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If China fails, the world will fail

If China fails, the world will fail

There is no plausible path to limiting the global temperature rise to 1.5 °C without China. China has received flak from some governments, environmentalists and analysts regarding its green transformation and ambition. The reality, however, is that China has taken giant strides in its commitment to peak emissions by 2030 and net-zero emissions before 2060. Inside this issue of F+L Magazine, we detail China’s decarbonisation efforts and discuss how one-quarter of its transport energy needs could be met by hydrogen-based fuels by 2060.

Rare earth elements (REE) will also play a critical role in the global energy transition with particular application in permanent magnets used in wind power and electric transportation.  Although REEs aren’t necessarily rare, we assess how demand for certain elements could exceed supply by 2030 and the steps needed to ensure the security of supply.

Vicky Villena Denton, F&L Asia Ltd. Editor-in-chief and CEO

Our cover story in this edition of F+L Magazine is Electric vehicle fluids: More questions than answers where we digest the second coming of electric vehicles (EV) and the new and unique demands they place on automotive lubricants. Despite the relative simplicity of EVs, lubricant requirements are complicated. Fewer moving parts don’t automatically translate into easier lubricant formulations. The remaining inefficiencies in a battery electric vehicle are mostly due to inadequate tribology.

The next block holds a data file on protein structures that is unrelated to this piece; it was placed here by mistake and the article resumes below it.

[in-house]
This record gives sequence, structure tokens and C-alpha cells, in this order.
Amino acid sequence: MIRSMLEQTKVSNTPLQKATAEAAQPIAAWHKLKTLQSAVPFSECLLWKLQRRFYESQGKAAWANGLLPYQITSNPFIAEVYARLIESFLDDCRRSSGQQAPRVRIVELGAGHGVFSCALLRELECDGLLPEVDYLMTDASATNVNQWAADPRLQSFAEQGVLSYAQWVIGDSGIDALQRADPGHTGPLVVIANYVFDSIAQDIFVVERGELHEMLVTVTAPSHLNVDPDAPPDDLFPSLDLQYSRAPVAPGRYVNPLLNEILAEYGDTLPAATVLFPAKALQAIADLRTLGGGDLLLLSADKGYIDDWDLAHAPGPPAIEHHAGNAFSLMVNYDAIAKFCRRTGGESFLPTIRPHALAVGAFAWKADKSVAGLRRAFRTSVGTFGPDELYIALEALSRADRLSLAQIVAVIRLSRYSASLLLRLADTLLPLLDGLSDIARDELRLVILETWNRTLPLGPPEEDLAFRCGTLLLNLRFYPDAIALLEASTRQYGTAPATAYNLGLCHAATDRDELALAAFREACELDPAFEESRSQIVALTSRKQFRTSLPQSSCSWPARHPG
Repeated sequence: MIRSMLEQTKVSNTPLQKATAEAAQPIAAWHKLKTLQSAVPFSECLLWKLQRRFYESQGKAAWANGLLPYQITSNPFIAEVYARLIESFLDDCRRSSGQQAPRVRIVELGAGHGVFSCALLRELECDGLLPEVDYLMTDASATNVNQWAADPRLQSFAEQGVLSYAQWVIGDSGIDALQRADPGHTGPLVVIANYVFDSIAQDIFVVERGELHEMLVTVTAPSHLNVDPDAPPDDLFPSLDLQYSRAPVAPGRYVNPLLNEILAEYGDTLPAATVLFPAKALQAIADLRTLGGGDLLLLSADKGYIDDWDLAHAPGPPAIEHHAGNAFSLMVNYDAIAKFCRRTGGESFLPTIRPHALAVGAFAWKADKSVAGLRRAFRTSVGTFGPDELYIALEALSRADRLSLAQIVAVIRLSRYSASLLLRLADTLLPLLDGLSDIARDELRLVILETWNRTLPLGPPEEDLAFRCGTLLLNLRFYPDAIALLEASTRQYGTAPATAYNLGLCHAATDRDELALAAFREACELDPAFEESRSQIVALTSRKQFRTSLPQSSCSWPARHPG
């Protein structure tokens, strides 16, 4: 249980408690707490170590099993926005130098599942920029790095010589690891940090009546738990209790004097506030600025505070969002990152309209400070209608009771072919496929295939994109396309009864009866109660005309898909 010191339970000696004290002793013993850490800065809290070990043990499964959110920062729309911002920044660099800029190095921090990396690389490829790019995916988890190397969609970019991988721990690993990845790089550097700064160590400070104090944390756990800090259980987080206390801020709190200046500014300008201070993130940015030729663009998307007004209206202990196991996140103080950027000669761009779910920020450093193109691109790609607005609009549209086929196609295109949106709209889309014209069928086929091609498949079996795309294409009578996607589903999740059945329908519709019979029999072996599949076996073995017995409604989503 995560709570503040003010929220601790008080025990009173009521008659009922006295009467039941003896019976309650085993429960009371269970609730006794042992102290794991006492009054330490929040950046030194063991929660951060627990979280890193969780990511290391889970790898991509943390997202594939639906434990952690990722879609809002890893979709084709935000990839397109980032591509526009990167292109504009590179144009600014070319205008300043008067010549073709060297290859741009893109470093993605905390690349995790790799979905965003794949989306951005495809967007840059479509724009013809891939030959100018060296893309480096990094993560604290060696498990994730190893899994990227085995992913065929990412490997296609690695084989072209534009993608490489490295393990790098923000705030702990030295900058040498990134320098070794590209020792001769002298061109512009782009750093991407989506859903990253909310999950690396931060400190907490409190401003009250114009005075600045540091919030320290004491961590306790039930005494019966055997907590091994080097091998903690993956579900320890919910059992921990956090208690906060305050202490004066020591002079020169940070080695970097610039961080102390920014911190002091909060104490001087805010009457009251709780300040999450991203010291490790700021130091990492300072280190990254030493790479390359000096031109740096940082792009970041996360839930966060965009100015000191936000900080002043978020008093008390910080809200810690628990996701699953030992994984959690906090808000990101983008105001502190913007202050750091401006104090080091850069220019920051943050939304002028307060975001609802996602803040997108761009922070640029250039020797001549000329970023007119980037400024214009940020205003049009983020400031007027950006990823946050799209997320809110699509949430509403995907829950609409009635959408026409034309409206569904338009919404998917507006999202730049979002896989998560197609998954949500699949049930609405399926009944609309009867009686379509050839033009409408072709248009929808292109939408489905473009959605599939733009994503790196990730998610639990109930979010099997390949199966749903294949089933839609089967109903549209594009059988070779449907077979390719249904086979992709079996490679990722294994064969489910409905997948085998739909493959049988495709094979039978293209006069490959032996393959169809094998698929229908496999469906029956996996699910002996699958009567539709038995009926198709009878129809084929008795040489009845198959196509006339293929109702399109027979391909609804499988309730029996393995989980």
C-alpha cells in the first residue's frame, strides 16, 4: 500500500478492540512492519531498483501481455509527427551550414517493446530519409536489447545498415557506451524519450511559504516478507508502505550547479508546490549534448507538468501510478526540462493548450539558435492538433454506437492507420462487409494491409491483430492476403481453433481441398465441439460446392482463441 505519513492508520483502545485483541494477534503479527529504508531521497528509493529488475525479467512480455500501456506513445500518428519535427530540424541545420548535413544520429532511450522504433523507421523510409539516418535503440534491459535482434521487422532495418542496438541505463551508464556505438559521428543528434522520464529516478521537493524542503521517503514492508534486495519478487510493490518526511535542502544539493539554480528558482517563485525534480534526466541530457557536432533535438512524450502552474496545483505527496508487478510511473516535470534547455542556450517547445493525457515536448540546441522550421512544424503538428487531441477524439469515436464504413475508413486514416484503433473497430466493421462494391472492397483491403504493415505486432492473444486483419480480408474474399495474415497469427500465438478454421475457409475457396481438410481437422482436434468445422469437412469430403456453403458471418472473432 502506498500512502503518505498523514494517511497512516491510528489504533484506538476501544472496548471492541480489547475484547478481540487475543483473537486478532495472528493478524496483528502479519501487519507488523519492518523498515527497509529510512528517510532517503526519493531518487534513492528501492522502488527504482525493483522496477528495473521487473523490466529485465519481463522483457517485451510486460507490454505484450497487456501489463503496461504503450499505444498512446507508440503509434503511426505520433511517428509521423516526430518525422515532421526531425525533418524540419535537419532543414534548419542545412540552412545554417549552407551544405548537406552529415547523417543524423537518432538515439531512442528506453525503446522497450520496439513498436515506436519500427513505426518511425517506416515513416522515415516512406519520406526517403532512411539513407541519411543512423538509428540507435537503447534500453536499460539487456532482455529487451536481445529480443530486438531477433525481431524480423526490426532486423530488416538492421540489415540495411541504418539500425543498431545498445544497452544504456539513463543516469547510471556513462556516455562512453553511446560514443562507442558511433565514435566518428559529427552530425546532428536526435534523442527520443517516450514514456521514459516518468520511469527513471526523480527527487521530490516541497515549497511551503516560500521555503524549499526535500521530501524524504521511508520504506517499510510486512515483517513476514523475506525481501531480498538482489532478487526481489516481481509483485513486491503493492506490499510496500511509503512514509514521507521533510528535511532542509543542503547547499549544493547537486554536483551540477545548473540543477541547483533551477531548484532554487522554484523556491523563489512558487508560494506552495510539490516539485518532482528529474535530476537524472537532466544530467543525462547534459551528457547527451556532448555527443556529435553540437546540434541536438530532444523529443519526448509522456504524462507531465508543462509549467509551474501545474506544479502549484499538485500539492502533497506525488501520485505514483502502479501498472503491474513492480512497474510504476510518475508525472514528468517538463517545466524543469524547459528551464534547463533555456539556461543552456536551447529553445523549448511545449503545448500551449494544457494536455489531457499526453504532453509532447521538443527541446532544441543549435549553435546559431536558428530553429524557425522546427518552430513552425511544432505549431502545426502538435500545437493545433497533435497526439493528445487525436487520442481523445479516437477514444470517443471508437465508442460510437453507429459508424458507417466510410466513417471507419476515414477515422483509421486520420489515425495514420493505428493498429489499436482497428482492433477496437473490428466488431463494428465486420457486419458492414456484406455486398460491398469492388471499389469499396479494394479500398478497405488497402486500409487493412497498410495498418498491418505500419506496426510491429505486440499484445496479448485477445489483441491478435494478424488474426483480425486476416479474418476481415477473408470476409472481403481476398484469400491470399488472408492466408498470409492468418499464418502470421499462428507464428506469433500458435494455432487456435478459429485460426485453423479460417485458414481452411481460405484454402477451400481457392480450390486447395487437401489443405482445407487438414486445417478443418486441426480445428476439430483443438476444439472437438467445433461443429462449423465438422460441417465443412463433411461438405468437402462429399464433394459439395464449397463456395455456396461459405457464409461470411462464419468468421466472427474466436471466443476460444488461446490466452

Biofuels are often hailed as a renewable, low-emissions option that will immediately reduce greenhouse gas emissions. A fierce rebuke by the European clean transport campaign group, Transport & Environment (T&E), has labelled biofuels a “harmful and expensive distraction to road transport decarbonisation.”  On Page 34 we assess how mandatory blending may be contributing to high fuel costs in transport and why several countries are reconsidering the role of biofuels. We review different perspectives on biofuels and how biofuel producers are expected to redirect supply towards difficult-to-electrify transport modes.   

Despite plans by General Motors (GM) to end the production of its cars, trucks and SUVs with diesel- and gasoline-powered engines by 2035, GM is continuing to advance its dexos engine oil standards. On page 14, we look at the likely release date for dexos1 Gen 4 oil and timings for the phase-out of existing dexos specifications. A formal request for the next ILSAC engine oil performance standard, GF-7, is imminent.  We discuss potential updates to ILSAC GF-6 from the latest American Petroleum Institute’s (API) Lubricant Standards Group meeting in Seattle on page 24. 

The Mack T-11 engine test remains one of the major stumbling blocks in the development of the next heavy-duty diesel engine oil specification, “PC-12”. Efforts to develop a replacement for T-11 are outlined on page 28, including the prospect of modifying the Cummins ISM test for soot-related viscosity.